What to See and Do in Western Massachusetts
Tie on your running shoes — there are so many unique things to see and do that you may have to scurry to fit them all in. Of course, you don't have to do them all on your first visit.
Western Massachusetts offers all-season fun for all ages. Catch March Madness at the Basketball Hall of Fame. Spend a summer day at New England's top amusement park. Leaf-peep from an antique train. And marvel at hundreds of thousands of twinkling lights as you drive through an illuminated holiday wonderland.
Berkshire Scenic Railway Museum
Housatonic Street and Willow Creek Road, Lenox
On summer weekends and holidays, board a historic train for a one-and-a-half-hour scenic ride from Lenox to Stockbridge, or opt for the shorter, forty-five-minute trip from Lenox to Lee if your little ones are likely to get fidgety.
281 Greenfield Road, South Deerfield
Winter, spring, summer, or fall, it's tropically warm and enchanting inside this 8,000-square-foot glass butterfly conservatory that is home to thousands of fluttering specimens. If you're lucky, one may land right on your shoulder. Open daily year-round, Magic Wings is also home to a one-acre outdoor butterfly garden and Monarchs Restaurant, which serves family fare for lunch and dinner Wednesday through Saturday and brunch on Sunday.
Naismith Memorial Basketball Hall of Fame
1150 West Columbus Avenue, Springfield
Basketball was invented in Springfield by Dr. James Naismith, and the Basketball Hall of Fame celebrates this truly American sport and the great players, coaches, and teams that have captured fans' imaginations. Open daily year-round, the hall even offers a chance to get in the game, although without the typical NBA player's salary.
Six Flags New England
1623 Main Street/Route 159, Agawam
The Six Flags theme park company made its mark on New England in 2000 when it took over the former Riverside amusement park. Six Flags New England features thrill rides such as the Superman Ride of Steel (one of the fastest and tallest roller coasters in the world), children's rides and amusements, shows, Looney Tunes Movietown, Wiggles World, and the Hurricane Harbor Water Park. The park is open daily from late May through Labor Day and on weekends and select holidays in the spring and fall. Admission includes all rides and shows; save money by purchasing your tickets online. If you arrive early, you may be able to purchase one of the limited number of Flash Passes available for the day. This ride reservation device will cut your time spent waiting in lines.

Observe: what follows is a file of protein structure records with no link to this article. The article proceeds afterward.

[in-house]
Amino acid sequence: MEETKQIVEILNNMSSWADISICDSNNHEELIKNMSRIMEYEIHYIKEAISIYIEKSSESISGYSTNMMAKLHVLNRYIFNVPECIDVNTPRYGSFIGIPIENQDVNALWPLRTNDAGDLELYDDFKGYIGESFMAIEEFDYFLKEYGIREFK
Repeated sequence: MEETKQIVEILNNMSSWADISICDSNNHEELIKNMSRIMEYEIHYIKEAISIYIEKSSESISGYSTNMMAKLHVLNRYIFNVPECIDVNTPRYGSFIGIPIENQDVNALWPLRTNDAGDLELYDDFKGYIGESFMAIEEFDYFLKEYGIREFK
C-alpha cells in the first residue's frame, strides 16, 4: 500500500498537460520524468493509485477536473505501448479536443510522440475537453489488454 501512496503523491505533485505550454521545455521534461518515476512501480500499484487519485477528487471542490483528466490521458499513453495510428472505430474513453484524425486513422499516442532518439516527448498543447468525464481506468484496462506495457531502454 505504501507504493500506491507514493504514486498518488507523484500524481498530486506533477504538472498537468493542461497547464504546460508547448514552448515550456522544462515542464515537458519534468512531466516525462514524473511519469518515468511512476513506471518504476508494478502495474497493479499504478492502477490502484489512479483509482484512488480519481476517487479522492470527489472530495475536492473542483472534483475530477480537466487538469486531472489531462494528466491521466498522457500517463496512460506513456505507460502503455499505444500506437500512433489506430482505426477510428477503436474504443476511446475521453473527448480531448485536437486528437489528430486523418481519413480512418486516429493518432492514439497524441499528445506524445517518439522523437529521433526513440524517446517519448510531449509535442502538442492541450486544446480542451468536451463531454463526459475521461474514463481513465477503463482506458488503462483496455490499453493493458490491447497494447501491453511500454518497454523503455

The Zoo in Forest Park
302 Sumner Avenue, Springfield
This small zoo is home to a variety of domestic and exotic animals, and children will enjoy meeting and feeding some of the furry residents. The zoo operates daily from April through mid-October and weekends only the rest of the year.
Historic, 750-acre Forest Park (Sumner Avenue, Springfield) is transformed each holiday season into Bright Nights (413-733-3800,
Museums and Historic Sites
This culturally rich region is home to many museums and historic attractions; here are just a few with distinct family appeal. You can even rub elbows with the Cat in the Hat and the Grinch.
39 South Street/Route 7, Pittsfield
See a diverse collection of art, history, and science exhibits year-round and a breathtaking display of Christmas trees during the annual Festival of Trees from mid-November through December. Kids will especially like the hands-on Dinosaur Dig; there are more activities in the Dino Den.
For a study in contrasts, visit Hancock Shaker Village (Route 20, Pittsfield, 413-443-0188 or 800-817-1137,
4 Williamsville Road, Stockbridge
Chesterwood was the home of sculptor Daniel Chester French, best known for the statue of the sitting president at the Lincoln Memorial. Visit his studio and gardens late May through mid-October.
Emily Dickinson Museum
280 Main Street, Amherst
Tours of two historic houses, The Homestead and The Evergreens, are available from March through early December and provide fascinating insight into the life of the reclusive poet, who lived in Amherst for most of her life.
Old Main Street, Deerfield
This 330-year-old, mile-long street is one of the Pioneer Valley's most popular day-trip destinations. Admission includes guided tours of the village's eighteenth- and nineteenth-century houses, a self-guided tour of the Flynt Center of Early New England Life, and all special programs on the day of your visit, including hands-on activities at the Children's History Workshop. Historic Deerfield is open weekends from January through March and daily the remainder of the year.
Norman Rockwell Museum
9 Glendale Road/Route 183, Stockbridge
Norman Rockwell was one of America's best-loved artists, and his gift for capturing a slice of American life is even more evident when you see his original works up-close. This museum, which has the world's largest collection of original Rockwell art, is open daily year-round.
Springfield Museums at the Quadrangle
21 Edwards Street, Springfield
Where can you see art masterpieces, ancient treasures, dinosaurs, an aquarium, a planetarium, and arms and armor all in one place? At this unique collection of four museums, clustered around a central green. They include the Museum of Fine Arts, the George Walter Vincent Smith Art Museum, the Springfield Science Museum, and the Connecticut Valley Historical Museum. One admission fee admits you to all four, which are open daily except Monday year-round.
A national memorial dedicated to beloved children's book author and Springfield native Theodor Geisel, better known as Dr. Seuss, was unveiled at the Quadrangle in Springfield in 2002. The Dr. Seuss National Memorial Sculpture Garden (
Music, Theater, and Dance